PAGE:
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The Blue & Gray Press | December 17, 2017

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Tennis Serves Past the D-1 Competition

By JEREMY JORDAN

This past Saturday, the University of Mary Washington Women’s Tennis team reigned victoriously after their first two matches of the season. Their opponents, George Mason University and Methodist College, won as many sets as the spectators did.

The Eagles opened up their season by sweeping George Mason in the morning and followed it up by showing Methodist the same hospitality in winning every match later that afternoon.

The toughest match of the day in doubles featured UMW freshman Jessica Armes and junior Amy Sheetz facing Methodist senior Leighton Bull and freshman Kaitlin Flaherty. In a back and forth match the Eagles’ tandem got some particularly strong net play to hold on for an 8-6 win.

Just minutes later many of the same players were right back out on the court for their singles matches.

The girls seemed unfazed by the amount of play.

“I played four matches, two doubles and two singles. It wasn’t too bad,” junior co-captain Becky Morse-Karzen said of her day’s work. “Of course you get tired when you work hard, but I’m used to worse.”

As play resumed the Eagles continued to dominate the Methodist Monarchs. In the singles matches, the match of the day was a showdown between Eagles’ junior Stephanie Kurti and Methodist senior Tiffany Tucker.

They played a heated and emotional first set highlighted by high quality tennis. Fittingly the set was decided in a tie-breaker. Kurti was visibly more relaxed during the tiebreaker as she hit solid ground strokes which were eventually followed by Tucker’s unforced errors. Kurti won the tiebreaker easily, 7-1. Kurti’s momentum translated into a 6-2 second set and a victory.

Although the day didn’t prove to be much of a challenge, the Eagles were still able to take away many positive things from the day.

“This was the first time we got to unleash our competitiveness against the other team,” senior co-captain Katie Miglin said.

Coach Patrick Catullo used the same word when explaining what they gained from today.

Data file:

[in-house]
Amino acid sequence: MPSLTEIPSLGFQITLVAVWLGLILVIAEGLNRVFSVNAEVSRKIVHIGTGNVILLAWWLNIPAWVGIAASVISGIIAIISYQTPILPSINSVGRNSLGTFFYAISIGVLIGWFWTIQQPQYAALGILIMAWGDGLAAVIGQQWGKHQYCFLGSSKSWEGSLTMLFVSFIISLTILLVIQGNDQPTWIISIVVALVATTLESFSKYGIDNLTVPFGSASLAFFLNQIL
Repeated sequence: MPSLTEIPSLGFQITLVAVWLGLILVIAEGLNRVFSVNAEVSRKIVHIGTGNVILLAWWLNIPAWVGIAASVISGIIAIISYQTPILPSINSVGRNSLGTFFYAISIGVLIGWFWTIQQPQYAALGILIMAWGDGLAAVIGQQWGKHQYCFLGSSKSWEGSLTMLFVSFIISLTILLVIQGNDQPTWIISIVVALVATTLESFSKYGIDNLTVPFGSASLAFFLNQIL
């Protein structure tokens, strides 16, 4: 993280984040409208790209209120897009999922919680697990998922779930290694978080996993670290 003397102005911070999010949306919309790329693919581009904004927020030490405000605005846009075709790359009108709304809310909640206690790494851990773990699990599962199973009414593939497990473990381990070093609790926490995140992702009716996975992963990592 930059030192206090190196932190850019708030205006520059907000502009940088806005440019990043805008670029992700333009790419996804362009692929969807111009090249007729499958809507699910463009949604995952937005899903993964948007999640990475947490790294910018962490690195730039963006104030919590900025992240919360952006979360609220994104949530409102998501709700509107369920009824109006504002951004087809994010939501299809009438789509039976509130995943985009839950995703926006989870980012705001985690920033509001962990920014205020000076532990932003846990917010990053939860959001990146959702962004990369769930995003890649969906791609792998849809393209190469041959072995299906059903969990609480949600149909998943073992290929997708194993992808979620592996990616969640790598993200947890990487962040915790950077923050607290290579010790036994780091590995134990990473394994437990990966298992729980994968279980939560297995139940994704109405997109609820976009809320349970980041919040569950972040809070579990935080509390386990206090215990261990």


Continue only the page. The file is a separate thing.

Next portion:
“Competitiveness. You find out who’s a competitor and who’s not. We look at everything from how they cheer to how well they hit forehands and backhands,” he said. “It’s a lot, it’s like an overload, you just kind of take it all in and evaluate it, make small changes, and go from there.

The Eagles tend to start out with Division I competition to try and test themselves without the chance of hurting their ranking.

Miglin and Morse-Karzen as co-captains will look to lead the Eagles this year. For Morse-Karzen it is her first year as captain. “It’s a great honor. So far everything’s going real smooth and we’re working really well together and we’re having a blast,” she said of the tandem.

When asked about the possibility of added pressure on herself as a captain, she said that, “Leadership is something I enjoy doing, so I don’t think of it as an added responsibility, I think of it as a bonus.”

This year, the entire team is sharing in their responsibilities as all of the girls have signed a “mission statement” listing their goals for the year.

Included in these goals are improved communication, improved responsibility, improving hard work, and becoming a championship team.

The Conference Championship shouldn’t be too difficult for the Eagles.

“We should be strong once again in the Conference,” Catullo said. “I hope that we don’t lose the conference for a long while.”

If the Eagles have a rival, according to Miglin, “it’s Salisbury, but every time we play them we go 9-0, our conference is kind of weak so we go out of conference for better competition.”

Morse-Karzen echoed that sentiment. “Our conference competition hasn’t always been great but we do play other top 10 schools such as Washington and Lee, Emory, and Denison.”

All these extra matches and extra practices will hopefully produce an Elite Eight appearance for the Eagles which is their top goal.

Because of all the extra hours being put in, Miglin sees the team having a successful season. As she sees it, “We’re all in it for the long haul.”